I had three more seventh grade classes to teach in the afternoon. I warned the first class that I had already given out five detentions to their compatriots in 3rd hour, and that I would do it again if students were not behaving. It went a little more smoothly, though I still spent the majority of my time telling them to quiet down. By eighth hour I began to feel like I might survive the day, though a fellow teacher had warned me about the angsty nature of that particular 7th grade class.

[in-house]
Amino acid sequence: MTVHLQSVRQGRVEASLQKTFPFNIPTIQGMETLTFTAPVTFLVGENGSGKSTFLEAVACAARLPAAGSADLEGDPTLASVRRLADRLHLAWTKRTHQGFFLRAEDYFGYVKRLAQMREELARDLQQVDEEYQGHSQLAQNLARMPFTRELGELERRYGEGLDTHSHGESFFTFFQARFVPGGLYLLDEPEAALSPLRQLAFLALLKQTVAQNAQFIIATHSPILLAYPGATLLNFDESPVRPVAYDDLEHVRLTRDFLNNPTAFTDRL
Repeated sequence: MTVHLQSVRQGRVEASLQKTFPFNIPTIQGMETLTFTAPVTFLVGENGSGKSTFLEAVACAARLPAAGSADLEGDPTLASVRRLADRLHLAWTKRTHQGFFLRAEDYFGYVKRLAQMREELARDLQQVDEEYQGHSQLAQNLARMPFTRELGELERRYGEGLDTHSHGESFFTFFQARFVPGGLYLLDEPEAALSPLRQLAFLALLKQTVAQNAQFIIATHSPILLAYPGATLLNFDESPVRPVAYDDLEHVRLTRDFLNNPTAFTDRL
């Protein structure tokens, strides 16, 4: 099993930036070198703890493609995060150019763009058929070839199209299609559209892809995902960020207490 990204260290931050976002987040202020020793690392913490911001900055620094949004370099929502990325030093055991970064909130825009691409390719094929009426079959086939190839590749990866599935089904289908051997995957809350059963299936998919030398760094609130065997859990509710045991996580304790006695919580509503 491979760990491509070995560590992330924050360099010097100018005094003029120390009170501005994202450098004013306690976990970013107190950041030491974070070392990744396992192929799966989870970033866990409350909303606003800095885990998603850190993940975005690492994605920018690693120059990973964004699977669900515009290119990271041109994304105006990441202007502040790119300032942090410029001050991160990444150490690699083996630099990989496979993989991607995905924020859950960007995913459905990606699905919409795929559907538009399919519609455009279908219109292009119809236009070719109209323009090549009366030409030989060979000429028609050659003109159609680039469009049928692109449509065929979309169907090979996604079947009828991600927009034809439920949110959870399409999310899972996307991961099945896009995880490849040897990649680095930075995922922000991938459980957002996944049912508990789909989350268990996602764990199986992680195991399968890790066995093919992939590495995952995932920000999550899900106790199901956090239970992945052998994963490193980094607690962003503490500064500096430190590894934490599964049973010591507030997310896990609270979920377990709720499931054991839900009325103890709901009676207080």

The students filed in. My stomach continued to gurgle and hiss. Four students seated themselves at a lab table located back one row and slightly right of center, when viewed from my desk. To my knowledge, two of them were autistic and one was legally blind. A big kid in a striped t-shirt sat in the back right corner of their table. During the class, one of the autistic girls – an exceptionally bright little thing – came up to ask me a question about the worksheet I’d created. It was difficult to understand her, and I knew that trying to communicate stressed both of us out. After I’d answered her questions, she pointed in the general direction of her table, and told me that someone was talking/bothering her. So I got up and walked over there. It appeared that the large kid in the striped shirt was causing the trouble. I told him he needed to be quiet, to stop harassing the other students and get to work. After I sat at my desk again, I looked up and saw him talking to a kid seated at another table. I eyed him and said my favorite, totally cliche teacher phrase, “Your pencils should be moving, not your mouths.” The little autistic girl got up and came over to me. Again she pointed at the table and told me that someone was talking. This time I warned the kid in the striped shirt that if I had to ask him quiet down one more time, I’d give him a detention. Sure enough, I caught him talking again. When I was writing the detention, I thought it odd how quiet the class got. I thought it odd that the student wouldn’t give me his name, and wouldn’t spell it for me. I took it as an act of defiance.